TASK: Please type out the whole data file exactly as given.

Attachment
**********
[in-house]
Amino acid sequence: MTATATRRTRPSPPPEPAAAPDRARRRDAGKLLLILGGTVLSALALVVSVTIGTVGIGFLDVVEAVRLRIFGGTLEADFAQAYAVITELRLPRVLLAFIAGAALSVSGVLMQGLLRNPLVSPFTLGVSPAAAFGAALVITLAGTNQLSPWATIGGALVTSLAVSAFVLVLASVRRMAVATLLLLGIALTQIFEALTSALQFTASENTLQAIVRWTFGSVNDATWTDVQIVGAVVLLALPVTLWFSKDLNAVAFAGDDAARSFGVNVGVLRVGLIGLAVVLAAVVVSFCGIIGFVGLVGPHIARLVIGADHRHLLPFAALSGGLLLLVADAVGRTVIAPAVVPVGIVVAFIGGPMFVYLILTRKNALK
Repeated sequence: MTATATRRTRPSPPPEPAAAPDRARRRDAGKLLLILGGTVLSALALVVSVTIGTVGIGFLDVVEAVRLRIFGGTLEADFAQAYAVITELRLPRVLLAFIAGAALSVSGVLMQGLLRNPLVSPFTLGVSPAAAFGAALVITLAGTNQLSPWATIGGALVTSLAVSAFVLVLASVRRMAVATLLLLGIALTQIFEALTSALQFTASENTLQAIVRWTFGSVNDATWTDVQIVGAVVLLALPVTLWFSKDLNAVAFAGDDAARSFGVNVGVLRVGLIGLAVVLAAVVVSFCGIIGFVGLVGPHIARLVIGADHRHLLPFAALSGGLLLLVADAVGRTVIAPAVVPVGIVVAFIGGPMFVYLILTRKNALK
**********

[in-house]
Amino acid sequence: MTATATRRTRPSPPPEPAAAPDRARRRDAGKLLLILGGTVLSALALVVSVTIGTVGIGFLDVVEAVRLRIFGGTLEADFAQAYAVITELRLPRVLLAFIAGAALSVSGVLMQGLLRNPLVSPFTLGVSPAAAFGAALVITLAGTNQLSPWATIGGALVTSLAVSAFVLVLASVRRMAVATLLLLGIALTQIFEALTSALQFTASENTLQAIVRWTFGSVNDATWTDVQIVGAVVLLALPVTLWFSKDLNAVAFAGDDAARSFGVNVGVLRVGLIGLAVVLAAVVVSFCGIIGFVGLVGPHIARLVIGADHRHLLPFAALSGGLLLLVADAVGRTVIAPAVVPVGIVVAFIGGPMFVYLILTRKNALK
Repeated sequence: MTATATRRTRPSPPPEPAAAPDRARRRDAGKLLLILGGTVLSALALVVSVTIGTVGIGFLDVVEAVRLRIFGGTLEADFAQAYAVITELRLPRVLLAFIAGAALSVSGVLMQGLLRNPLVSPFTLGVSPAAAFGAALVITLAGTNQLSPWATIGGALVTSLAVSAFVLVLASVRRMAVATLLLLGIALTQIFEALTSALQFTASENTLQAIVRWTFGSVNDATWTDVQIVGAVVLLALPVTLWFSKDLNAVAFAGDDAARSFGVNVGVLRVGLIGLAVVLAAVVVSFCGIIGFVGLVGPHIARLVIGADHRHLLPFAALSGGLLLLVADAVGRTVIAPAVVPVGIVVAFIGGPMFVYLILTRKNALK